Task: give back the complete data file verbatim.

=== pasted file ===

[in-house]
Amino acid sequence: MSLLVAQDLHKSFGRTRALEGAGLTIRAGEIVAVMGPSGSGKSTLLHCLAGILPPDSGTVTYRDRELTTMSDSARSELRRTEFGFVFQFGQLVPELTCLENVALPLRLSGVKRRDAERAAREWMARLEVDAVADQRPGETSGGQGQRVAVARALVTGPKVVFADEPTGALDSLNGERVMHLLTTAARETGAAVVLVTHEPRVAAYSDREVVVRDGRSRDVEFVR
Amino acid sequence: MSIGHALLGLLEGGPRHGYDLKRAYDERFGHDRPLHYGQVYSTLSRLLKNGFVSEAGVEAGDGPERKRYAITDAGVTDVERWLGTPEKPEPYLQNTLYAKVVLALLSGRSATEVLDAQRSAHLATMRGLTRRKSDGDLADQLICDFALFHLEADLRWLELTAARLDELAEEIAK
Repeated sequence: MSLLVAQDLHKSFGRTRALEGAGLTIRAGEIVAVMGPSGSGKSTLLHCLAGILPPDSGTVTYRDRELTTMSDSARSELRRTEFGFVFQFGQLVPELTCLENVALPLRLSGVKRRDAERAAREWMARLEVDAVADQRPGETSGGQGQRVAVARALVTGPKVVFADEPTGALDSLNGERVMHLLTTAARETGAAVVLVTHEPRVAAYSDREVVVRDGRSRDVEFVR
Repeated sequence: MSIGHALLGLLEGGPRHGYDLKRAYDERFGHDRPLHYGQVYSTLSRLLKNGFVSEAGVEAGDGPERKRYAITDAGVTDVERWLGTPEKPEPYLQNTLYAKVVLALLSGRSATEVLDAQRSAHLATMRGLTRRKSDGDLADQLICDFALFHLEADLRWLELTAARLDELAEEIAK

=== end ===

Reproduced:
[in-house]
Amino acid sequence: MSLLVAQDLHKSFGRTRALEGAGLTIRAGEIVAVMGPSGSGKSTLLHCLAGILPPDSGTVTYRDRELTTMSDSARSELRRTEFGFVFQFGQLVPELTCLENVALPLRLSGVKRRDAERAAREWMARLEVDAVADQRPGETSGGQGQRVAVARALVTGPKVVFADEPTGALDSLNGERVMHLLTTAARETGAAVVLVTHEPRVAAYSDREVVVRDGRSRDVEFVR
Amino acid sequence: MSIGHALLGLLEGGPRHGYDLKRAYDERFGHDRPLHYGQVYSTLSRLLKNGFVSEAGVEAGDGPERKRYAITDAGVTDVERWLGTPEKPEPYLQNTLYAKVVLALLSGRSATEVLDAQRSAHLATMRGLTRRKSDGDLADQLICDFALFHLEADLRWLELTAARLDELAEEIAK
Repeated sequence: MSLLVAQDLHKSFGRTRALEGAGLTIRAGEIVAVMGPSGSGKSTLLHCLAGILPPDSGTVTYRDRELTTMSDSARSELRRTEFGFVFQFGQLVPELTCLENVALPLRLSGVKRRDAERAAREWMARLEVDAVADQRPGETSGGQGQRVAVARALVTGPKVVFADEPTGALDSLNGERVMHLLTTAARETGAAVVLVTHEPRVAAYSDREVVVRDGRSRDVEFVR
Repeated sequence: MSIGHALLGLLEGGPRHGYDLKRAYDERFGHDRPLHYGQVYSTLSRLLKNGFVSEAGVEAGDGPERKRYAITDAGVTDVERWLGTPEKPEPYLQNTLYAKVVLALLSGRSATEVLDAQRSAHLATMRGLTRRKSDGDLADQLICDFALFHLEADLRWLELTAARLDELAEEIAK